The Opportune Optimist

ALS Advocate Honored for Spreading ALS Awareness; Helping Others Living with Lou Gehrig’s Disease

February 4, 2013

The great statesman Winston Churchill once uttered, “A pessimist sees the difficulty in every opportunity; an optimist sees the opportunity in every difficulty.”

Michael Jaillet understands this adage since being diagnosed with Lou Gehrig’s disease in the summer of 2011.  The 43-year-old Round Rock, Texas denizen works closely with the Texas Chapter of The ALS Association and has also started his own foundation, MJs Army, to assist others with ALS and to spread awareness of the deadly disease.

Jaillet admits he feels blessed since he has the support of his family, his wife of 16 years, Libbi, their three children, Mikey, 15, Alexandra, who goes by “A.J.,” 14, and Katie, 11, numerous people in their community as well as friends in Jaillet’s hometown of Newton, Mass.

He also credits his employer, Dell Computers, in helping him to cope with the disease. “The company has been very supportive,” he said. Dell helped him transition from being an executive who has overseen various departments, including the company’s call center, logistics and support, and product development, to his current job as executive assistant. Even though Jaillet has a slow progression of ALS, the disease has impacted his right arm, and it prevents him from writing with his right hand. It is also beginning to cause weakness in his left arm, and he occasionally experiences leg and back stiffness.

In spite of these challenges, Jaillet continues to remain self sufficient and strives to help those who lack the resources he has. In 2011, he and his family created “MJ’s Army” after his children ordered 1,000 ALS awareness wrist bands from the Texas Chapter. The foundation’s mission is to raise ALS awareness. Aside from serving as its mission, bringing awareness of Lou Gehrig’s disease to the community also represents a goal for MJ’s Army. Other organizational goals include gathering volunteer support for other families living with the disease and raising funds for ALS research.

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Michael Jaillet with his children (L to R), Mikey, Katie and A.J.

“I am in a unique position. I know everyone in town,” Jaillet said. “I realized I needed to do something different.  I feel like it’s a responsibility for me to help support others with ALS who can’t do what I do.”

That “something different” has involved holding a variety of events in Round Rock and nearby Austin. In spring 2012, MJs Army hosted an “awareness party” at a taco restaurant in the Heart of Texas. “A couple hundred people attended the event, but few knew about ALS,” said Jaillet. That party raised $15,000. Another event, a gala held in fall 2012 at an Austin brewery, brought in more than $50,000. In the past year, MJ’s Army has raised $100,000, and nearly 500 people have donated to Jaillet’s foundation or have participated in events or volunteer duties for “MJs Army.”

All funds garnered through MJ’s Army get directed to two national ALS organizations, The ALS Association and its Texas Chapter and ALS Therapy Development Institute.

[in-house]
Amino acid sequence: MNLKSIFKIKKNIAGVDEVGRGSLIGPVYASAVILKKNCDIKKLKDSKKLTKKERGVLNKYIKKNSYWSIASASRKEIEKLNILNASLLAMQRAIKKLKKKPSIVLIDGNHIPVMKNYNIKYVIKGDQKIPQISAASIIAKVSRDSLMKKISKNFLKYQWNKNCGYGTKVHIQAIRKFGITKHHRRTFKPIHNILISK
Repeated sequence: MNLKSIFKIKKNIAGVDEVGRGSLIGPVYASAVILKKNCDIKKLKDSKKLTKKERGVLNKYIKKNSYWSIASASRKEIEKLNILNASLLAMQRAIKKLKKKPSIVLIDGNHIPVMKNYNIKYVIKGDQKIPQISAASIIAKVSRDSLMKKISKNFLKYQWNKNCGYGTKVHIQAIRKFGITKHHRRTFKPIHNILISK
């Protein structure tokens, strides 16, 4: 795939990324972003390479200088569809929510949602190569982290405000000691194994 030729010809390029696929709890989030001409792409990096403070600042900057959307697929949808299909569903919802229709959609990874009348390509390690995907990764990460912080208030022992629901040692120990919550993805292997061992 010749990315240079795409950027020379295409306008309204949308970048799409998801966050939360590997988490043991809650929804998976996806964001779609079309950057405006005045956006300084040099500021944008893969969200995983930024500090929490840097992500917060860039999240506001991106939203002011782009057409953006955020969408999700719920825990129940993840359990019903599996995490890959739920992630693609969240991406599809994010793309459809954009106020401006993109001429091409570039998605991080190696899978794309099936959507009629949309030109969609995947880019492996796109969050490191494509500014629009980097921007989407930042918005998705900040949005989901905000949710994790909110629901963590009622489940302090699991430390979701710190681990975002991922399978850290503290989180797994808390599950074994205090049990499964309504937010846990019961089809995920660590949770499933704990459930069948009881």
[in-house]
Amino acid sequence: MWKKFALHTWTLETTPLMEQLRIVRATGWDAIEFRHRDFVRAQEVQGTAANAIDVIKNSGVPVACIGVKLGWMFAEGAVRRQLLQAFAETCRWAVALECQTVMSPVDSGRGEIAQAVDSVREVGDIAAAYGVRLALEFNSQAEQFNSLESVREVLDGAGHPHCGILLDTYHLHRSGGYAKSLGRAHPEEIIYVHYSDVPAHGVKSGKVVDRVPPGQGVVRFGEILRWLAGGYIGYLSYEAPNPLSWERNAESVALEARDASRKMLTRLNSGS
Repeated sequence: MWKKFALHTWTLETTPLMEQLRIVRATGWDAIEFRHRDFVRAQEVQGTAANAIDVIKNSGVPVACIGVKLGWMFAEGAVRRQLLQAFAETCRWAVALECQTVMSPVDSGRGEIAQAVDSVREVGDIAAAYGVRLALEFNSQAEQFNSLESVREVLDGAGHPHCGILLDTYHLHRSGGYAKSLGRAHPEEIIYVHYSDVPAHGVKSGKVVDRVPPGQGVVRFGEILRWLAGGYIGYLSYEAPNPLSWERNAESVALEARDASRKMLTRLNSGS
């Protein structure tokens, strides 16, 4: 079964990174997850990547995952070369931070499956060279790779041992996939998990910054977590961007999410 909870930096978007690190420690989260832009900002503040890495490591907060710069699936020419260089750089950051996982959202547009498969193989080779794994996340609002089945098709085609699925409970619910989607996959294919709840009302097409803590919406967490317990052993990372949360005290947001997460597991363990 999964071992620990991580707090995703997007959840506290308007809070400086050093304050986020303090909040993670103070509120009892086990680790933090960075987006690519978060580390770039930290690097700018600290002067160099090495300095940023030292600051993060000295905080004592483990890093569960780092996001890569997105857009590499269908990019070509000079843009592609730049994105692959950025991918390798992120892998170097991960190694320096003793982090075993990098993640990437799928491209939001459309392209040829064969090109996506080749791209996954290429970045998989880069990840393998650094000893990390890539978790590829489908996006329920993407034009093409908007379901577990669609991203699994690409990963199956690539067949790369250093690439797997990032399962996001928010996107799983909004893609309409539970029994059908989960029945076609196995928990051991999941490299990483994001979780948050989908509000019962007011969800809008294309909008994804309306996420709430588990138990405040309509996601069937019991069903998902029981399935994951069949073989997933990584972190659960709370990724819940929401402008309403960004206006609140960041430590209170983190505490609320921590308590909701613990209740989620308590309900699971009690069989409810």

In addition to raising funds for these non profits, Jaillet’s kin and other MJ’s Army members also help others living with Lou Gehrig’s disease with various household activities. “We have raked yards and have performed upgrades on houses that would allow for better indoor mobility for people with ALS,” he said.

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Michael Jaillet and children cutting the ribbon at the fall 2012 Austin Walk to Defeat ALS®

The Association will honor Jaillet and another Texan bravely batting ALS, Linda Allen, on February 8 at the 3rd Annual Luncheon for Heroes Living with ALS at the Fairmont Hotel in Dallas, Texas. The luncheon, which is the highlight of The Association’s Annual Leadership Summit, honors persons living with ALS who have made “an indelible impact on The ALS Association and the community-at-large.” 

“Michael Jaillet is one of the most inspiring people you will ever meet. His leadership through MJ’s Army has made a major difference in the lives of ALS patients in Central Texas,” said David Chayer, Executive Director of the Texas Chapter. “He is making a difference through advocacy and research. I’m honored to know him and even more honored to recognize him and his family with this national award.”

Last spring, Jaillet made his mark in helping to spread awareness by performing the National Anthem in Boston’s Fenway Park in front of a crowd of nearly 40,000 prior to the Red Sox/Detroit Tigers game. He plans to continue these efforts this year by attending the 2013 National ALS Advocacy Day and Public Policy Conference in Washington, D.C. in May with staff, volunteers and other people with ALS on behalf of the Texas Chapter.

Jaillet also intends to expand his foundation’s endeavors to encompass assistive technology and research. He sees assistive technology as being a great benefit to people with ALS. With research, he would like to leverage technology solutions with area hospitals, healthcare companies and patient social networks to create what he calls an “ALS mega warehouse.”  “It’s an area where I think we can make a difference,” Jaillet said.  Jaillet envisions it as being “one clearing house for biotech firms and healthcare companies to store, source and share data,” which could allow ALS researchers and clinicians to freely collaborate and contribute data in “a consistent, standardized format.”

Undoubtedly, Michael Jaillet will uncover more opportunities to spread ALS awareness and to improve the lives of others with Lou Gehrig’s disease.

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